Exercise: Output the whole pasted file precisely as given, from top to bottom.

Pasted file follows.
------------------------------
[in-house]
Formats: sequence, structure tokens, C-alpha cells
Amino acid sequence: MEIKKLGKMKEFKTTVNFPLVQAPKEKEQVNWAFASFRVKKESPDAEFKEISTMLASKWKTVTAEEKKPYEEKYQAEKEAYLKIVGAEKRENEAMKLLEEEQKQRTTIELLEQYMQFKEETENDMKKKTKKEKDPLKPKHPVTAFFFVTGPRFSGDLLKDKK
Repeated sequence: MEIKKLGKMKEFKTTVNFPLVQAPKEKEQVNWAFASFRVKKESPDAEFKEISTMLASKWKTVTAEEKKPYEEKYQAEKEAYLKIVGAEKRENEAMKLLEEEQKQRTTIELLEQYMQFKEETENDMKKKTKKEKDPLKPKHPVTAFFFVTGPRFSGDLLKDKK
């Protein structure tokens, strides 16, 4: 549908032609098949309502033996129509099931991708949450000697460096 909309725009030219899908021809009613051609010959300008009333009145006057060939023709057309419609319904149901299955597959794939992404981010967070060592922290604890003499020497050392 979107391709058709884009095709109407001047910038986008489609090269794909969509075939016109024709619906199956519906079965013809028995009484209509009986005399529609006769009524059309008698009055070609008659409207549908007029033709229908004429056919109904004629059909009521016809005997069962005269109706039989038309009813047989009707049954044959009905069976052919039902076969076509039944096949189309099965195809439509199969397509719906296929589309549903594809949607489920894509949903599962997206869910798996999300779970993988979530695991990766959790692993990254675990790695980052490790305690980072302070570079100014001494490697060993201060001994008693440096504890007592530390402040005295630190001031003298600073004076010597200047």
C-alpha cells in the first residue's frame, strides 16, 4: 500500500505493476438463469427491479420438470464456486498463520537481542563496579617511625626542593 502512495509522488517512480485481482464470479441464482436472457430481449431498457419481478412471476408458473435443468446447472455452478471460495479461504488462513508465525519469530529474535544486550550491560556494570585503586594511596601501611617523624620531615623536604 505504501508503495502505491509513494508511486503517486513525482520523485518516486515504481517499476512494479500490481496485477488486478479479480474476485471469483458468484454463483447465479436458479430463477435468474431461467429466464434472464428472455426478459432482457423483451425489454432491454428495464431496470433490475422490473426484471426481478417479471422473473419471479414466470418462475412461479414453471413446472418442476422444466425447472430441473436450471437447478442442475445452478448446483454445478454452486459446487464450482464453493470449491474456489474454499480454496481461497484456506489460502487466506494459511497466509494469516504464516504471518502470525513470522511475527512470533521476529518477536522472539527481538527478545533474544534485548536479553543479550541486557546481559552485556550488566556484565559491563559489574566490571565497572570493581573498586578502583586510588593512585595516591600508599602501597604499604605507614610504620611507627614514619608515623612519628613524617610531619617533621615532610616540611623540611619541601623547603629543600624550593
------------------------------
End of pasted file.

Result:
[in-house]
Formats: sequence, structure tokens, C-alpha cells
Amino acid sequence: MEIKKLGKMKEFKTTVNFPLVQAPKEKEQVNWAFASFRVKKESPDAEFKEISTMLASKWKTVTAEEKKPYEEKYQAEKEAYLKIVGAEKRENEAMKLLEEEQKQRTTIELLEQYMQFKEETENDMKKKTKKEKDPLKPKHPVTAFFFVTGPRFSGDLLKDKK
Repeated sequence: MEIKKLGKMKEFKTTVNFPLVQAPKEKEQVNWAFASFRVKKESPDAEFKEISTMLASKWKTVTAEEKKPYEEKYQAEKEAYLKIVGAEKRENEAMKLLEEEQKQRTTIELLEQYMQFKEETENDMKKKTKKEKDPLKPKHPVTAFFFVTGPRFSGDLLKDKK
């Protein structure tokens, strides 16, 4: 549908032609098949309502033996129509099931991708949450000697460096 909309725009030219899908021809009613051609010959300008009333009145006057060939023709057309419609319904149901299955597959794939992404981010967070060592922290604890003499020497050392 979107391709058709884009095709109407001047910038986008489609090269794909969509075939016109024709619906199956519906079965013809028995009484209509009986005399529609006769009524059309008698009055070609008659409207549908007029033709229908004429056919109904004629059909009521016809005997069962005269109706039989038309009813047989009707049954044959009905069976052919039902076969076509039944096949189309099965195809439509199969397509719906296929589309549903594809949607489920894509949903599962997206869910798996999300779970993988979530695991990766959790692993990254675990790695980052490790305690980072302070570079100014001494490697060993201060001994008693440096504890007592530390402040005295630190001031003298600073004076010597200047």
C-alpha cells in the first residue's frame, strides 16, 4: 500500500505493476438463469427491479420438470464456486498463520537481542563496579617511625626542593 502512495509522488517512480485481482464470479441464482436472457430481449431498457419481478412471476408458473435443468446447472455452478471460495479461504488462513508465525519469530529474535544486550550491560556494570585503586594511596601501611617523624620531615623536604 505504501508503495502505491509513494508511486503517486513525482520523485518516486515504481517499476512494479500490481496485477488486478479479480474476485471469483458468484454463483447465479436458479430463477435468474431461467429466464434472464428472455426478459432482457423483451425489454432491454428495464431496470433490475422490473426484471426481478417479471422473473419471479414466470418462475412461479414453471413446472418442476422444466425447472430441473436450471437447478442442475445452478448446483454445478454452486459446487464450482464453493470449491474456489474454499480454496481461497484456506489460502487466506494459511497466509494469516504464516504471518502470525513470522511475527512470533521476529518477536522472539527481538527478545533474544534485548536479553543479550541486557546481559552485556550488566556484565559491563559489574566490571565497572570493581573498586578502583586510588593512585595516591600508599602501597604499604605507614610504620611507627614514619608515623612519628613524617610531619617533621615532610616540611623540611619541601623547603629543600624550593